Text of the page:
Brian, an old friend from years ago paid me a surprise visit last night. He made me go to the pub and get drunk. You can’t say no to Brian. He is a bluff and hearty Glaswegian and very strong and very persuasive.
‘I don’t really get drunk anymore, Brian. Apart from the physical crapulence, it leaves me poisoned by depression,’ I pleaded with him. ‘I no longer have any purchase in that world.’
‘Och, shut your cakehole, you pretentious old recluse,’ he told me. ‘You’re coming with me and you’re gonna get pissed and you’re gonna enjoy it.’ So you see: I had no choice.
It was a lovely evening and went by in a flash. We talked about old times and absent friends. We reminisced about the days we both worked as Bingo callers in Mansfield and how we were required to learn CPR, due to us having to attend regularly to old-aged pensioners who would suffer massive heart attacks whenever they came close to winning the daily jackpot. Every month, some old dear would get over-excited while waiting for one number and suddenly collapse in agony and die. How we used to laugh!
On returning to the house around midnight, we were surprised to see that the young couple who live opposite in number 84 were doing a midnight flit – moving out of their house under cover of the night. There was a huge van parked outside the little terraced house which was being filled very steadily and very quietly with their furniture and modest belongings. Being the helpful and gregarious soul that he is, Brian could not resist crossing the street to give them a hand. ‘Don’t, Brian,’ I told him. ‘You’re completely rat-arsed. It will only end in disaster.’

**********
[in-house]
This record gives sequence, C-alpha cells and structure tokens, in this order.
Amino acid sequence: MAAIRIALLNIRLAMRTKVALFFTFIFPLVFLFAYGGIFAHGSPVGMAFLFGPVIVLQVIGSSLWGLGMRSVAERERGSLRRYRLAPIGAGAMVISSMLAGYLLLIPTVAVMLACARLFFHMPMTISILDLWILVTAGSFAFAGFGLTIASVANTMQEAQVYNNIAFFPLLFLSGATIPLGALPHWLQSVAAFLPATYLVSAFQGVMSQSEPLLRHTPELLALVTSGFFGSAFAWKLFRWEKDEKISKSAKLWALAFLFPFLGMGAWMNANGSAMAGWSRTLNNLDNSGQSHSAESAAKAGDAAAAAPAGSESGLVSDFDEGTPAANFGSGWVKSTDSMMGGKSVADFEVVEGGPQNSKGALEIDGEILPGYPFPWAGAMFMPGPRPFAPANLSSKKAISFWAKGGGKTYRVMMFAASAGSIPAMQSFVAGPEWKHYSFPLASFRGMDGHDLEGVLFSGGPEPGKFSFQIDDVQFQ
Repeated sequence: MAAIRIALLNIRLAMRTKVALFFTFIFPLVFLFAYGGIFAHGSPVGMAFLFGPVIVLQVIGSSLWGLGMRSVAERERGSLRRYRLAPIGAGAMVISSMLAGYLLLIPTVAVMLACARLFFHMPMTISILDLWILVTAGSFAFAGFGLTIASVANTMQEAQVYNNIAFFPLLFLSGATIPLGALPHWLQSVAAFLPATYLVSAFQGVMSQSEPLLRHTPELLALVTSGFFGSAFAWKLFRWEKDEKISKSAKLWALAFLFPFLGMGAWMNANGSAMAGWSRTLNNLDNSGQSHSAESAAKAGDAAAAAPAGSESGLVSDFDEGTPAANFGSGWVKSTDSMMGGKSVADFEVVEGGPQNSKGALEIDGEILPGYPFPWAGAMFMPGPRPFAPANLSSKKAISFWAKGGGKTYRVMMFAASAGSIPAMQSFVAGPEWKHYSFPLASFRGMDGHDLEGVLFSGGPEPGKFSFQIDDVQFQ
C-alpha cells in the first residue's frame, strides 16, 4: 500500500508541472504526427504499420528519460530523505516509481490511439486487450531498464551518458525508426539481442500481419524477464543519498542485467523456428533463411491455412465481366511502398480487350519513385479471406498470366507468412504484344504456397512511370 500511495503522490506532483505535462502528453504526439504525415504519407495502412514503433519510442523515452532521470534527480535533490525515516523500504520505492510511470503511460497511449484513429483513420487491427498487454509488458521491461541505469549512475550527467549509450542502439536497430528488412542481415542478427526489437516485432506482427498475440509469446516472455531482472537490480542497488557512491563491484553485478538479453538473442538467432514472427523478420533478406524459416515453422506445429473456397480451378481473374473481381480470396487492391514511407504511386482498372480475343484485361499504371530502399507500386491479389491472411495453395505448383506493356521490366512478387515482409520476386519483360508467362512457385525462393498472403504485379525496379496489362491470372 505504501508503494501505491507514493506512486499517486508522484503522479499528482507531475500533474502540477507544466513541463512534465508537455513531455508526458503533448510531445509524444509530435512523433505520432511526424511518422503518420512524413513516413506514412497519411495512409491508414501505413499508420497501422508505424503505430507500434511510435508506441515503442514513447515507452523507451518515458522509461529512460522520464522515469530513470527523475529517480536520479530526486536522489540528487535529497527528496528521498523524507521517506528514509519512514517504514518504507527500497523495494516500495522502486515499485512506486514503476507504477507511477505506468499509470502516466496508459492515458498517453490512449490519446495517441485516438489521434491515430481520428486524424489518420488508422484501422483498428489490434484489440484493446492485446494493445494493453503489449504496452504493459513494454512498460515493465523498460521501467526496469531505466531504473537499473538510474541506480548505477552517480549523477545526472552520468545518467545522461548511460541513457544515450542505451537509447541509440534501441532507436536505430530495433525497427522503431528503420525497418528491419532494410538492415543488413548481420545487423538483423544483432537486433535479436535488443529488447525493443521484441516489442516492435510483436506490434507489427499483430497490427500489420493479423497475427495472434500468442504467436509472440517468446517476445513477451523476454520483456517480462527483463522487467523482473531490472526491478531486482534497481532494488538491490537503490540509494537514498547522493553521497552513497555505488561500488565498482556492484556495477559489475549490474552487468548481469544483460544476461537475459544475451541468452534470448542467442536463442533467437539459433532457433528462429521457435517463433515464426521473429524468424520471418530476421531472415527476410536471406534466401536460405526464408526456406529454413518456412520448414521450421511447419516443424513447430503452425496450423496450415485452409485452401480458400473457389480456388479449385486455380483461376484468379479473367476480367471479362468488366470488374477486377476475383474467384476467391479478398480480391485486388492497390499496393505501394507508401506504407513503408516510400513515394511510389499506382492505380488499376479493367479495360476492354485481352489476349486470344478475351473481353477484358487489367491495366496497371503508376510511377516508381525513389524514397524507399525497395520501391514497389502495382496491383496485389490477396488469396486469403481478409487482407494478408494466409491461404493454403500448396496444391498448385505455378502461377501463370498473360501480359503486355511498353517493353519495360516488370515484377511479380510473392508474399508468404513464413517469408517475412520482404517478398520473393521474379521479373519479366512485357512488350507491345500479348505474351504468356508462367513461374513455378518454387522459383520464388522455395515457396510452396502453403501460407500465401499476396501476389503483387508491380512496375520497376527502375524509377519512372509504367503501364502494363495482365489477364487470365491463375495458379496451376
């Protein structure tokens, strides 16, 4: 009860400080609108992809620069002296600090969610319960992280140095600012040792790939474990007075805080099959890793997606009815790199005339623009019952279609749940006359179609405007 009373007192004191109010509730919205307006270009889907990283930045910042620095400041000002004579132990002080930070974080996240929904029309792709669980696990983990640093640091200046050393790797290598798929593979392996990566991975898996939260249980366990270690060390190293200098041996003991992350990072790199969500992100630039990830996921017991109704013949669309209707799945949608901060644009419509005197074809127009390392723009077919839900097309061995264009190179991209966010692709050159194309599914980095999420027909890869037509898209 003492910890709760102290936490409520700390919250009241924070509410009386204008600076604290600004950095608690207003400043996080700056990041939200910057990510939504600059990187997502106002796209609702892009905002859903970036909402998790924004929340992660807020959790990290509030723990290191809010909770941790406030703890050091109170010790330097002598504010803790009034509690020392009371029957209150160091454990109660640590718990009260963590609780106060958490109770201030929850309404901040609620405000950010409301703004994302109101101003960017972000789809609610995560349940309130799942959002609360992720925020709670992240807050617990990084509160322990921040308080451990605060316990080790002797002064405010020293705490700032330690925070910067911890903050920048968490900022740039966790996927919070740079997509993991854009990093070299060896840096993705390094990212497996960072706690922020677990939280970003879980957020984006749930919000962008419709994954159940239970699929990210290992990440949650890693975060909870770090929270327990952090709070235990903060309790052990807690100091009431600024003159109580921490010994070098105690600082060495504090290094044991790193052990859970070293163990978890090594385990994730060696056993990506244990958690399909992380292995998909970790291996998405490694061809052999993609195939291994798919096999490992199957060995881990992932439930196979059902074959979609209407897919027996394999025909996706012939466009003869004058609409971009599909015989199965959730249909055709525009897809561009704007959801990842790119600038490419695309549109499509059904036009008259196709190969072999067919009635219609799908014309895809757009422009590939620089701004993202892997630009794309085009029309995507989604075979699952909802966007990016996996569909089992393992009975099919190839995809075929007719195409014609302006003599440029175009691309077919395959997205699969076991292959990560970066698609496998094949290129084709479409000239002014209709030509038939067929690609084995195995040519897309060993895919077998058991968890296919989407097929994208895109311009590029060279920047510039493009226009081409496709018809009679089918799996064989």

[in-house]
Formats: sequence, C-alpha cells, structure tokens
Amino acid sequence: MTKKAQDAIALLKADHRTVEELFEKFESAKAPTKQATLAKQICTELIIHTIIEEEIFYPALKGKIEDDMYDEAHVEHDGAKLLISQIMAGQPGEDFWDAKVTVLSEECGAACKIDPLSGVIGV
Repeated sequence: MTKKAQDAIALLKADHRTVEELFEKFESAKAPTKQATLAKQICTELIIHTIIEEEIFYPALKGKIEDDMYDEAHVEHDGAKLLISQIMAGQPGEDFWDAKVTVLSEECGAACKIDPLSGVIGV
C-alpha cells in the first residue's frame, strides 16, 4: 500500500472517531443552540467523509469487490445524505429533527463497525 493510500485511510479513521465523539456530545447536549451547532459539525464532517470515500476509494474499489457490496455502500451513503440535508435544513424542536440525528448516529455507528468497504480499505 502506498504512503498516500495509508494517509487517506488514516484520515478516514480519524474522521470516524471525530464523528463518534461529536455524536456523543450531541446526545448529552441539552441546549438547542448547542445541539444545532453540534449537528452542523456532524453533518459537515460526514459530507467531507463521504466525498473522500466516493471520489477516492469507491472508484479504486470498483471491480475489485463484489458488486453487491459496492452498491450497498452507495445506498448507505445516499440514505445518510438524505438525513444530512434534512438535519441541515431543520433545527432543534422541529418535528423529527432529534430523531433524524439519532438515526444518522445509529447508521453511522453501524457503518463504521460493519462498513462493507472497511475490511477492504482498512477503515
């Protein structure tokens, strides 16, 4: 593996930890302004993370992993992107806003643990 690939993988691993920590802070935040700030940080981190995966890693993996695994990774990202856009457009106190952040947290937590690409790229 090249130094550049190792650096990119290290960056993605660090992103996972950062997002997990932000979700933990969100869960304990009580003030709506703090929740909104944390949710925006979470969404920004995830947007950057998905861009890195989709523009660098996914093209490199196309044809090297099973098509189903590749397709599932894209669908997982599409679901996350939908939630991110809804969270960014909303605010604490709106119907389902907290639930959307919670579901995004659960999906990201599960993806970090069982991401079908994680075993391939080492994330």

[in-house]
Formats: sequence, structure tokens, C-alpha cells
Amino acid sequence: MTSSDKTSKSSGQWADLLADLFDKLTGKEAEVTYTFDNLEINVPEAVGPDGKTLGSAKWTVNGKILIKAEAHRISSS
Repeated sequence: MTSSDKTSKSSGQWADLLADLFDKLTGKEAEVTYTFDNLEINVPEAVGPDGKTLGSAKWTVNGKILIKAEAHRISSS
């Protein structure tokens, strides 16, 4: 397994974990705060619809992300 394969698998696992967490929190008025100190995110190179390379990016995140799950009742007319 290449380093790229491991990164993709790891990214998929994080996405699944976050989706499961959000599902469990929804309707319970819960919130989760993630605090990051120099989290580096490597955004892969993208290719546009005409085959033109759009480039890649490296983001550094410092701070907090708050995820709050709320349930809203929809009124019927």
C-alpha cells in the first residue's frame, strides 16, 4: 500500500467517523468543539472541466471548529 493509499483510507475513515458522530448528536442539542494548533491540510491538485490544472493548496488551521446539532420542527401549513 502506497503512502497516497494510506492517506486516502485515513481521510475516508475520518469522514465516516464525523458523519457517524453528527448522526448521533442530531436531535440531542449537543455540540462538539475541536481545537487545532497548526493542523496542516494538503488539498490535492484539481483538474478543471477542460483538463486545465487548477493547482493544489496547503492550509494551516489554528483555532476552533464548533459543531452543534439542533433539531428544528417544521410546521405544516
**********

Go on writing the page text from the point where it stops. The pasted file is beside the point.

‘Ahgrr-ahhr och-aye the noo, ya big Sassenach,’ he hissed, flapping his arms in irritation.
I decided not to join him, but watching through the lounge window, I was immensely relieved to see the whole enterprise being conducted in a very efficient and capable manner. Brian had quickly taken control of the situation and his presence was clearly appreciated. My fears were allayed.
The affects of the alcohol in his system seemed to have disappeared – he had suddenly become quite lucid. He was busily organising everybody and ordering them around with potent enthusiasm and, at times, a certain amount of bald Scottish aggression. I heard him return to the house about 3am.
When I arose this morning, he was gone. There was a note on the kitchen table that said: ‘See you in another ten years!’ Next to the note was a big bottle of whisky with a garish tartan ribbon tied loosely around its neck.